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Point the car toward McMinnville, Tennessee, and you’ll soon find swaths of pasture connected by tiny towns whose antique treasures and reduced speed limits encourage a slower roll. Then, when you crest the Cumberland Plateau and turn down a meandering gravel drive, you’ll find another wonder tucked into the woods: a 39,000-square-foot, copper-domed yoga hall, giving anyone who gazes upon it no choice but to be in the present.
The hall, which is called Mahima (meaning grace), looks like it floated down to McMinnville from another galaxy, and it’s one of several structures at the Isha Institute of Inner-Sciences; others include a grand, art-filled meditation hall called Adiyogi (named for the first known yoga teacher), an open-air dining hall, cabins, and a welcome center, where you might meet Jordan Funk.
One of several full-time residents at Isha (the center is nonprofit, paid for in donations and all volunteer-run), Funk might take you for a yoga class in yet another building, a small cedar cabin with open windows that invite breezes and the rustle of leaves.
“People come here from all over the world,” Funk says. But, don’t expect to find yogis in lululemon spandex standing on their hands. Visitors here—usually 500 to 1,000 people per week on average—are more apt to be chilling in linen trousers and colorful scarves. The yoga and meditation here is less about physical fitness, after all, and more about inner growth and wellbeing, without attachment to an ideology or religion.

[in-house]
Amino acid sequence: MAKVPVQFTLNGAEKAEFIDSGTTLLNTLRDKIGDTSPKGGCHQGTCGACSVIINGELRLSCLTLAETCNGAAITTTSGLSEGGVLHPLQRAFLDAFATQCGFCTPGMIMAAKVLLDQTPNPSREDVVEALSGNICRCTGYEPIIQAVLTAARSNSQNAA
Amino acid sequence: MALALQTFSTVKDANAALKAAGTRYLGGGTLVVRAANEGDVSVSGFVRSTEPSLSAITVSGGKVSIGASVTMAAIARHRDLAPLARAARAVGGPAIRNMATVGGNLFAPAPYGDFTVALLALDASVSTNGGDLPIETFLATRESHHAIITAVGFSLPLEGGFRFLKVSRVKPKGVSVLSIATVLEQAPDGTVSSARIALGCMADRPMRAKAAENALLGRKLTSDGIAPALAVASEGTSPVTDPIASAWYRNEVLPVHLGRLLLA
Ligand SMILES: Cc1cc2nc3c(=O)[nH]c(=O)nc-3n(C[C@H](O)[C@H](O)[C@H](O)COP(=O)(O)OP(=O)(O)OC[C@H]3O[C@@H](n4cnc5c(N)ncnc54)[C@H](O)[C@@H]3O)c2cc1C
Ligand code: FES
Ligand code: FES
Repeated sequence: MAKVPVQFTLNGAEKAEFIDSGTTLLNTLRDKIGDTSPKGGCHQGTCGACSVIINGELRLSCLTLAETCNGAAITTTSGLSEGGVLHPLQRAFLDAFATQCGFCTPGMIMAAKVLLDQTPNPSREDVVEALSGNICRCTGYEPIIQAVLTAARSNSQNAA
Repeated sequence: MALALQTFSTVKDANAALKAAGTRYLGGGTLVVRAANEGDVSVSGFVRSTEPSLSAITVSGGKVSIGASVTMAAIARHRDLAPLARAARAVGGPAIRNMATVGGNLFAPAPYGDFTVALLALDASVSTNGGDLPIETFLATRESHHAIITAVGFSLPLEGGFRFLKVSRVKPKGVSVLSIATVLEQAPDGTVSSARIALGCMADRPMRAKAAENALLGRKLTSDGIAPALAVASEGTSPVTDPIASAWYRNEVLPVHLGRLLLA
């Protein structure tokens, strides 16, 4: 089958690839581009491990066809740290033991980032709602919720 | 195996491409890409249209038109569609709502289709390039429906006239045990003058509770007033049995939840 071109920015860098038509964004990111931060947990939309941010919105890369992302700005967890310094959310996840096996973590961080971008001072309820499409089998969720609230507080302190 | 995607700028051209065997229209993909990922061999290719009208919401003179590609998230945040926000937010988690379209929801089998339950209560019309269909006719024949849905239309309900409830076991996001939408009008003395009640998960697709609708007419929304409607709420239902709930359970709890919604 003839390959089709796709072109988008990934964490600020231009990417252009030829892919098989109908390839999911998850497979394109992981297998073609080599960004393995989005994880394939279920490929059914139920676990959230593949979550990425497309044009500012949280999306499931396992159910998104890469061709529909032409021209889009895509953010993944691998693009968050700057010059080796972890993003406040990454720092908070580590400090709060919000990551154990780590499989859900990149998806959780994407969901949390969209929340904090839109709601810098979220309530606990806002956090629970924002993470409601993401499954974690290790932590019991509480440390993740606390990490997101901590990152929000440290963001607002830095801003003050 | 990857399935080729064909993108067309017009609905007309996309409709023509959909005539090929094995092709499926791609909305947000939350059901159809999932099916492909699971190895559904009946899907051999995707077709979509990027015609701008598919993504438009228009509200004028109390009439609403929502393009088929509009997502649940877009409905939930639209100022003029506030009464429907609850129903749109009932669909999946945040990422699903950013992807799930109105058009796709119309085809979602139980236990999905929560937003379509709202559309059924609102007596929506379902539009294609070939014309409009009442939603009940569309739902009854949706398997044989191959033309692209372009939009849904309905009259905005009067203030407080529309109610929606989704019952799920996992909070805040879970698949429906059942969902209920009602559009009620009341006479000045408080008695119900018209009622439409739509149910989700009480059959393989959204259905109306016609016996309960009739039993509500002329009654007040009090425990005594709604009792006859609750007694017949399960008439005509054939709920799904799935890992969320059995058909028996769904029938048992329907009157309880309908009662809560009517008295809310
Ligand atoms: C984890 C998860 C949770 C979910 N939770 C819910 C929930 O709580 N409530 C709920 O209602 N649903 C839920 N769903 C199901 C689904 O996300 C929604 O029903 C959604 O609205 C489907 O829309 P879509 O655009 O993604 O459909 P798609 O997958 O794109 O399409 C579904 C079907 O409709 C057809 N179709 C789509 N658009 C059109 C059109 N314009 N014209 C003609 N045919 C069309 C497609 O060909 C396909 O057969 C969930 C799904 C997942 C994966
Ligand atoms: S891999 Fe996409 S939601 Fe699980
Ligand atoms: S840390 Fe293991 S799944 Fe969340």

The Isha Institute was established by Sadhguru Jaggi Vasudev, a well-known Indian yogi, mystic, New York Times-bestselling author, and leader in several humanitarian initiatives. At 1,400 acres, Isha is Sadhguru’s Western hub. (The only other center is in Southern India.)
So, why McMinnville? California was too expensive, and the North too cold. Plus, nearby Nashville was one of the first places Sadhguru visited in the States, and he already had a base of volunteers here. Alison Murry was one of seven initial residents who arrived in 2005, having taught hatha yoga in Atlanta. “I moved here because I wanted to see a center like this come up,” she says. But, for most who visit, it’s not about living here. It’s about learning something to take home.
“We want people to take any one of the free, simple tools offered daily and empower their own lives and live a better life,” Funk says.
Visitors can come for the day (there’s a monthly free yoga day) or stay for various retreats in private suites or dorm-style residences; overnight visits start at $55. Vegetarian meals, live music, and 10 miles of hiking trails are often part of the experience.
“Everyone is here because they want to transform something in themselves,” Murry says. “They’re always willing to look at the other viewpoint because they want to expand their thinking.”
951 Isha Ln., McMinnville, 931-668-1900; ishafoundation.org